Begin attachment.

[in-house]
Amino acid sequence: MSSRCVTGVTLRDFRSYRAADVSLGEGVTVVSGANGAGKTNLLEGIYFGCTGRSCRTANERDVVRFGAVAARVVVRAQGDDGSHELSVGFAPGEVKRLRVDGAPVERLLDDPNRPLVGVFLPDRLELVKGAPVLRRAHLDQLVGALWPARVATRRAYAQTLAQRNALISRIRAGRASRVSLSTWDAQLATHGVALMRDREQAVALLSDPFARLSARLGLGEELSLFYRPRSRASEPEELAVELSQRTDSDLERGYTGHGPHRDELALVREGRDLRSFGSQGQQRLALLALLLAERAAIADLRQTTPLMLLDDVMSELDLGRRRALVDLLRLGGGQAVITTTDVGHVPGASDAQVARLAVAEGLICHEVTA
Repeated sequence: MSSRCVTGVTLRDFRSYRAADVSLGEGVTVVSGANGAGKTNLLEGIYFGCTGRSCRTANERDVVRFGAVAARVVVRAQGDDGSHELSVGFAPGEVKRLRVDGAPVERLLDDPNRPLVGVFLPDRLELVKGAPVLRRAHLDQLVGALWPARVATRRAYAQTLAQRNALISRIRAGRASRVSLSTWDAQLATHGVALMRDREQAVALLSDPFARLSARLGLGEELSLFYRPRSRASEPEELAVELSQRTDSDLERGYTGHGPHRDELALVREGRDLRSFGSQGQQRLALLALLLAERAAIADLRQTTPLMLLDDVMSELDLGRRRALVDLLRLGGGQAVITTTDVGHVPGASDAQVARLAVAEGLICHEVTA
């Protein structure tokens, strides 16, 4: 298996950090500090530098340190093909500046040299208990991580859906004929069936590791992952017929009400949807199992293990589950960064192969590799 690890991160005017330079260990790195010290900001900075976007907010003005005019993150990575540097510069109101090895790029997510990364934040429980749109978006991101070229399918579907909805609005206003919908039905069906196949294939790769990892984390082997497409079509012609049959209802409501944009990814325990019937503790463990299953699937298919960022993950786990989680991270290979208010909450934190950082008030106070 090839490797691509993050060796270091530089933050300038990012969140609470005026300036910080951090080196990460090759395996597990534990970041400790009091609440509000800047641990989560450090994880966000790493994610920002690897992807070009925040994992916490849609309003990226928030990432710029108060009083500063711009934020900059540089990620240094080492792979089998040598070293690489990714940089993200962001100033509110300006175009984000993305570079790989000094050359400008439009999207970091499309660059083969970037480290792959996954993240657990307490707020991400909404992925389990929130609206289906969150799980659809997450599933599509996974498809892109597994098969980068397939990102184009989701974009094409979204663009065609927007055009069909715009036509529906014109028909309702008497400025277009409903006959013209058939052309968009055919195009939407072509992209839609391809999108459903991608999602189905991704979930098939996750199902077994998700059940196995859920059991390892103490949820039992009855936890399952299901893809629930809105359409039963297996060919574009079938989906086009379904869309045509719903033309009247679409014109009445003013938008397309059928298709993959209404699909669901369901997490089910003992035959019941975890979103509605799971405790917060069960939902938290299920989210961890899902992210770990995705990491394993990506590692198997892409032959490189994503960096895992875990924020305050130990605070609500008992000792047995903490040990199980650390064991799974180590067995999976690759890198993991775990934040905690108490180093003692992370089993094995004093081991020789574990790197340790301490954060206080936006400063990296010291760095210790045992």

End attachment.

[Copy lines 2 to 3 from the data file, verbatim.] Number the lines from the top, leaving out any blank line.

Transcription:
Amino acid sequence: MSSRCVTGVTLRDFRSYRAADVSLGEGVTVVSGANGAGKTNLLEGIYFGCTGRSCRTANERDVVRFGAVAARVVVRAQGDDGSHELSVGFAPGEVKRLRVDGAPVERLLDDPNRPLVGVFLPDRLELVKGAPVLRRAHLDQLVGALWPARVATRRAYAQTLAQRNALISRIRAGRASRVSLSTWDAQLATHGVALMRDREQAVALLSDPFARLSARLGLGEELSLFYRPRSRASEPEELAVELSQRTDSDLERGYTGHGPHRDELALVREGRDLRSFGSQGQQRLALLALLLAERAAIADLRQTTPLMLLDDVMSELDLGRRRALVDLLRLGGGQAVITTTDVGHVPGASDAQVARLAVAEGLICHEVTA
Repeated sequence: MSSRCVTGVTLRDFRSYRAADVSLGEGVTVVSGANGAGKTNLLEGIYFGCTGRSCRTANERDVVRFGAVAARVVVRAQGDDGSHELSVGFAPGEVKRLRVDGAPVERLLDDPNRPLVGVFLPDRLELVKGAPVLRRAHLDQLVGALWPARVATRRAYAQTLAQRNALISRIRAGRASRVSLSTWDAQLATHGVALMRDREQAVALLSDPFARLSARLGLGEELSLFYRPRSRASEPEELAVELSQRTDSDLERGYTGHGPHRDELALVREGRDLRSFGSQGQQRLALLALLLAERAAIADLRQTTPLMLLDDVMSELDLGRRRALVDLLRLGGGQAVITTTDVGHVPGASDAQVARLAVAEGLICHEVTA